BWW Review: ANITA LUNA: THE DIVA, Hen And Chickens Theatre
Anita Luna is not merely a diva, she's The Diva. She takes a look at her life-story, sharing it through physical comedy and cabaret aiming to find bittersweet humour in the tragedy. Anita Giovannini is the star; she hails from Italy to narrate the tomboy roots of her character through a journey that's as nostalgic in its nature as it is amusing.
Substantial singing chops and an exceptional physical language make Anita Luna: The Diva an intricate show that's quite impossible to categorise precisely. Rude jokes and poignant silent scenes coexist in the piece - which is cut down from its original length - and present Giovannini as a complex performer with an impressive voice range as well.
Her Diva is moulded after the likes of Norma Desmond, whose spirit takes over for the last, fiercely melodramatic scene. She details her upbringing, introducing her father as a food-loving, wind-breaking man who was imposing even in his shortness. She explores gender and identity, passionately professing her love for theatre and the possibility it gives to become someone else.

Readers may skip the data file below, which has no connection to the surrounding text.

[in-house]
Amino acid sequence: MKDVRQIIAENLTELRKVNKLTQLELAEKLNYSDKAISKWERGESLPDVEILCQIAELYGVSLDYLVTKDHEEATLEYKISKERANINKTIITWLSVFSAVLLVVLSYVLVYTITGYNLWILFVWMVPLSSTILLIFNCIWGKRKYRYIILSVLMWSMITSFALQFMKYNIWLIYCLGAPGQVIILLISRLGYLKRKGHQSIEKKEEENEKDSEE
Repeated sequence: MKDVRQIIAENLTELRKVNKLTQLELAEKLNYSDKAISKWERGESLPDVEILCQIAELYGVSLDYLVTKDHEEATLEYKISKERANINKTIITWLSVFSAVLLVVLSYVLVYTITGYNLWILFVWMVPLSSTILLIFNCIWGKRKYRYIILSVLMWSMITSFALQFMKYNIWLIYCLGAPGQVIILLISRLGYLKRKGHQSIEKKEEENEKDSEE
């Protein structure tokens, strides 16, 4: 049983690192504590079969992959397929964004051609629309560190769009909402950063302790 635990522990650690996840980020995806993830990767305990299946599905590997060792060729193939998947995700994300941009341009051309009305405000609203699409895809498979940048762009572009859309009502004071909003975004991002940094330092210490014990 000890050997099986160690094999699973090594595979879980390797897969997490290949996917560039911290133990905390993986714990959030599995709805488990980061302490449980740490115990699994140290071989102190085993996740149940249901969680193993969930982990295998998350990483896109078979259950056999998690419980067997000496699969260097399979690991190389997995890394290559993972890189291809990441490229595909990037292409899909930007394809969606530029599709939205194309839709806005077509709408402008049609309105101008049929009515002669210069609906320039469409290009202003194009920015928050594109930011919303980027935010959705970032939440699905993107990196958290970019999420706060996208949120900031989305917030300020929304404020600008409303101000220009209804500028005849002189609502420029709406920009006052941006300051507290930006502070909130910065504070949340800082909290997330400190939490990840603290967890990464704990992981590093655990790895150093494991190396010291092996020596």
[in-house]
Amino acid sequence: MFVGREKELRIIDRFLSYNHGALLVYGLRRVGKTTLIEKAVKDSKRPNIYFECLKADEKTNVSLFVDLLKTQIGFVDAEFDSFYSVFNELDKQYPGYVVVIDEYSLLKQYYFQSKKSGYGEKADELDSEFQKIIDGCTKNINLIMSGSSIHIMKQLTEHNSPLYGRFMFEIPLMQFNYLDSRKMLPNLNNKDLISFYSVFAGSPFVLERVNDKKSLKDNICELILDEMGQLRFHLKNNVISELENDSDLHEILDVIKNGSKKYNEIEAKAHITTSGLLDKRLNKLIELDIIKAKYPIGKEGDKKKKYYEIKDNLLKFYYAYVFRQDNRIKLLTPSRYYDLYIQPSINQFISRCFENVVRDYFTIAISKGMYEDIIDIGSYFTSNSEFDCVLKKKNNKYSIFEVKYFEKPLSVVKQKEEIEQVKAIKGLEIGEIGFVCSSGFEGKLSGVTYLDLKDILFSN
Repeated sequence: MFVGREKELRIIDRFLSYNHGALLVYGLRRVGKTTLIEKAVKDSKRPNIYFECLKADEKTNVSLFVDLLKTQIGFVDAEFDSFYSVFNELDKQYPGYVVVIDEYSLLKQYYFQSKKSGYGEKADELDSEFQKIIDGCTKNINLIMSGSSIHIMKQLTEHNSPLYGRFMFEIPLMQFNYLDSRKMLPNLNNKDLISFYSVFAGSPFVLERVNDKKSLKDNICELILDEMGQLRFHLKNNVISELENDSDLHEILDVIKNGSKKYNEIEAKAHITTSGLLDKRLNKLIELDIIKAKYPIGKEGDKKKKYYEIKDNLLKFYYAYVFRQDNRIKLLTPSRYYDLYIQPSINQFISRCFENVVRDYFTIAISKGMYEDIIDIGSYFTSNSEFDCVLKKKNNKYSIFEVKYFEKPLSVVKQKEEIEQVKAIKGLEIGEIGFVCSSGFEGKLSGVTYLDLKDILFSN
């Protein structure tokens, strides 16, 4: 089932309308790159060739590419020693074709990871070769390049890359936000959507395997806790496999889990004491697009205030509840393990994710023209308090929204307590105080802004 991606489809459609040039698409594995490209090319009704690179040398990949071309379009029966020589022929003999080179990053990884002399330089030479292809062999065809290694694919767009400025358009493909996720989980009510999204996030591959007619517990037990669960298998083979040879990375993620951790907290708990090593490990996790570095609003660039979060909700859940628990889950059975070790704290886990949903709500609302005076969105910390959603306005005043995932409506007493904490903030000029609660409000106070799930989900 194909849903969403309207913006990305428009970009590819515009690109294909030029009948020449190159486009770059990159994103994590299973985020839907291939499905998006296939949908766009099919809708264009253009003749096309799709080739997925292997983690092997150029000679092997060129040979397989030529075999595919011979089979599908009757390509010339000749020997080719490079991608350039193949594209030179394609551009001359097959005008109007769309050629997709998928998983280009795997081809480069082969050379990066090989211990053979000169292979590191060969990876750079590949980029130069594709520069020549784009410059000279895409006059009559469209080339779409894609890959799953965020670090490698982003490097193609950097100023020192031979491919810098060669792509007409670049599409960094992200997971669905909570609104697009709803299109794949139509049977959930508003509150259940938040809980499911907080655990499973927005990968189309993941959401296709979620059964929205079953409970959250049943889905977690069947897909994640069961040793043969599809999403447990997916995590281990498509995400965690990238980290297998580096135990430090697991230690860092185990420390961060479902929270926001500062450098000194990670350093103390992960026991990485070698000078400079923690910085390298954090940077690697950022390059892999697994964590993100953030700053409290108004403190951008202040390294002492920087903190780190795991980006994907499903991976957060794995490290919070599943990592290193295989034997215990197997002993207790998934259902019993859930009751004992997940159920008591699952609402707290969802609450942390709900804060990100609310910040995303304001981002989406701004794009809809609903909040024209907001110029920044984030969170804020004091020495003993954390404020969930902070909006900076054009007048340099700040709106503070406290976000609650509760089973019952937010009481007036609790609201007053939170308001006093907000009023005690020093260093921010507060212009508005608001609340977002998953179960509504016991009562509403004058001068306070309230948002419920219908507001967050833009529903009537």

She keeps the audience guessing what's coming next, commanding the stage (and her unfortunate stage manager) with apt entitlement. The interactions with the audience are calibrated well and energise the act, giving Giovannini's confidence and broad talents the chance to shine.
Anita Luna is fun, joyful, intriguing, and unabashed. An impeccable representation of its Diva.